In March 2016, Minister of Road Transport and Highways Nitin Gadhkari reiterated his earlier assurance that once the DPR is submitted, the work can start in six months and be completed in two years. In 2018, the Ministry of Road Transport and Highways listed it among its key projects in the state and, for what it is worth, the DPR was eventually declared ready by Nitin Gadhkari towards the end of last year. But sources say there has been no progress since. 

At the PIU in Hassan, there isn’t much optimism about the project, considering NHAI’s financials. NHAI’s debt shot up from Rs 40,000 crore in 2014 to a whopping Rs 1.78 lakh crore in 2019. On August 17, the Prime Minister’s Office wrote to the NHAI saying it should discontinue constructing roads and encourage the private sector to take over the running of completed projects. “Road infrastructure has become financially unviable; private investors and construction companies are withdrawing from greenfield projects," the letter said. So the tunnel’s Rs 12,000 price tag will be tough to sign off on, despite the Modi government’s unfathomable promise to spend Rs 100 lakh crores in road development over the next five years. “Right now, the government will only be looking at the financial viability of the project,” the PIU officer said, adding that it would be difficult to impose the high tolls required to make it profitable.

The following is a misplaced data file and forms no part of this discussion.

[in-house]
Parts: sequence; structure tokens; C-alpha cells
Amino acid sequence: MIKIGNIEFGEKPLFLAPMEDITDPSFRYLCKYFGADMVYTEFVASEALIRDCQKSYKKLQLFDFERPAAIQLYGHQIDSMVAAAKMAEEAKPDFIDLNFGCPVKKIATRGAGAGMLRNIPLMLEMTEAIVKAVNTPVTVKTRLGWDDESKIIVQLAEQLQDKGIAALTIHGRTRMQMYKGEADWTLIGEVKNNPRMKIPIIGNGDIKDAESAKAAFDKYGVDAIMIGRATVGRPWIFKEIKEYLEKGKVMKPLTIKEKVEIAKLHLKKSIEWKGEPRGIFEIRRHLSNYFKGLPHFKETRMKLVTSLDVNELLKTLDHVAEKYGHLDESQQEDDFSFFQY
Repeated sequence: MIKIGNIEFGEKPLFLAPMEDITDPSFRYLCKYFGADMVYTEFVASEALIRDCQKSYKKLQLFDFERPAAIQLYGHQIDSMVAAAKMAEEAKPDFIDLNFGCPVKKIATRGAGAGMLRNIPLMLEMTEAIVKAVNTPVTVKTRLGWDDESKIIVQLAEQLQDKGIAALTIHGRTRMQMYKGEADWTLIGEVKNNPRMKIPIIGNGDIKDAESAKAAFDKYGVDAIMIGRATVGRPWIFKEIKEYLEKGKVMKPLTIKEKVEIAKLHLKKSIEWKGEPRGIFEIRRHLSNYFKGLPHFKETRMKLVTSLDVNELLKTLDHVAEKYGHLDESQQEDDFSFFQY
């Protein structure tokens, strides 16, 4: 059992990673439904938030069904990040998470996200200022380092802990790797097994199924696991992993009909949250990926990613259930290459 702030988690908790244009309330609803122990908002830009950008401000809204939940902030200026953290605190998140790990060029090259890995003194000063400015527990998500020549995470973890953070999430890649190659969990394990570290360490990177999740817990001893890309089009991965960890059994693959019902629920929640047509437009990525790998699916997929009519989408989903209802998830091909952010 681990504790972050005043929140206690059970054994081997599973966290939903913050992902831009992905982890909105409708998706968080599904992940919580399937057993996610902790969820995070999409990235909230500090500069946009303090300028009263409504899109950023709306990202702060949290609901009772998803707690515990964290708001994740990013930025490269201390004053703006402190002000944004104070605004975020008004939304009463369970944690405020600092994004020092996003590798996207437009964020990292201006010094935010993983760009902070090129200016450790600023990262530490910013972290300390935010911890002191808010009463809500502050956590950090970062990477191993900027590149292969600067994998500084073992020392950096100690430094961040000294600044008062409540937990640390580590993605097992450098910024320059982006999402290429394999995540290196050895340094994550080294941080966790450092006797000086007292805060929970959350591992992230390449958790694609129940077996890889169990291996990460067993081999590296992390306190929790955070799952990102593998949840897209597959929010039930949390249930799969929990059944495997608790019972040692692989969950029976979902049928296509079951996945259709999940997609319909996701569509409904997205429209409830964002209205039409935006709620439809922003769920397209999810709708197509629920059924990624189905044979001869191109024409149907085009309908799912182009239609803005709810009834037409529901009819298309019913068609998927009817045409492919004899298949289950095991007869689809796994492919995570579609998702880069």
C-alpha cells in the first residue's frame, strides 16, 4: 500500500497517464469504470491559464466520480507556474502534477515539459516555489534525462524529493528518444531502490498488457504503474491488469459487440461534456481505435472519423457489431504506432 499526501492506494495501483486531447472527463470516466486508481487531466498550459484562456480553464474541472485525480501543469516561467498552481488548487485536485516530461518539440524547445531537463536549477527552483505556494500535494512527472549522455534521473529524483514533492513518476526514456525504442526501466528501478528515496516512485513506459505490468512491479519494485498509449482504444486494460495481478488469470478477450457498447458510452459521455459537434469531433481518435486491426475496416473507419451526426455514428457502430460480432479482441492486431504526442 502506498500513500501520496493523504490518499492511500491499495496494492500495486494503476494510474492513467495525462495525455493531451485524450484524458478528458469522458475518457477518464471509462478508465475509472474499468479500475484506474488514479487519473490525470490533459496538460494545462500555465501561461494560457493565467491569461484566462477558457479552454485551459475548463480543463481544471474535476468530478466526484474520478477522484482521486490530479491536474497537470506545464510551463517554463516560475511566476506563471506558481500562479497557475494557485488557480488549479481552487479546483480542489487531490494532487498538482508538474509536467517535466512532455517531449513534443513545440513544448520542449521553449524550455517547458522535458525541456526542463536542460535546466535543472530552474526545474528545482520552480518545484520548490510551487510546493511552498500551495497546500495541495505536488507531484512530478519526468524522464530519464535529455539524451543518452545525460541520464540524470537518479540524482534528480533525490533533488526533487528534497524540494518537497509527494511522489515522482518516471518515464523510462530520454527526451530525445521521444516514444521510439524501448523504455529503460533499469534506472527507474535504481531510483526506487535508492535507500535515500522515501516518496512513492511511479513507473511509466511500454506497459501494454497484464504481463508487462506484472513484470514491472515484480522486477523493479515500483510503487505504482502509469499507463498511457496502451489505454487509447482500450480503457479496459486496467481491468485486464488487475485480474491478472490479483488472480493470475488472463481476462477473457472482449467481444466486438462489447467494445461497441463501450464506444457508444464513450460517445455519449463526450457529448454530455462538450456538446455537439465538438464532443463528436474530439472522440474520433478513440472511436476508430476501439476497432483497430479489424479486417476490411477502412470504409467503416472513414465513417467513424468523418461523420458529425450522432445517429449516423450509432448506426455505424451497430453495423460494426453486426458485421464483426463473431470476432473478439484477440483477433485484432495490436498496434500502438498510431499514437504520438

Mangalore-based environmentalist Dinesh Holla also says that the project, for all intents and purposes, isn’t “confirmed”. And that’s perfectly fine by him. “The tunnel is extremely problematic for the forests and rivers. Already Shirady Ghat has been extensively damaged because of the dams and pipelines of the Yettinahole project,” he says. This, in addition to illegal encroachments, forest fires and other big infrastructure projects, have increased the frequency and range of landslides. To arguments that the tunnel project is a better alternative to road widening, which would fell more trees, Holla says, “The tunnels will disrupt rain water storage in the Shola forests which will directly impact rivers like Netravathi.” 

Hassan MLA, Preetham Gowda (BJP), says that the tunnel project, which cuts through thickly forested areas, needs a host of approvals from the Ministry of Environment and Forests before work can begin. In the last 24 months, landslides have been occurring with great intensity, not in the ghat interiors but also as far away as Mudigere, he says. “This kind of activity is very uncertain and peculiar. So we need a detailed technical study to figure out the cause for this and ensure that development works don’t trigger disasters.” 

Holla suggests that instead of green-lighting any new projects in this stretch, the existing road can be made more robust. But this too is challenging. In some portions of the existing road alignment, the altitude changes too steeply for any widening efforts. Whether the government will succeed in balancing development needs and eco-preservation here remains to be seen.

[The author is a Bangalore-based freelance writer and a member of 101Reporters]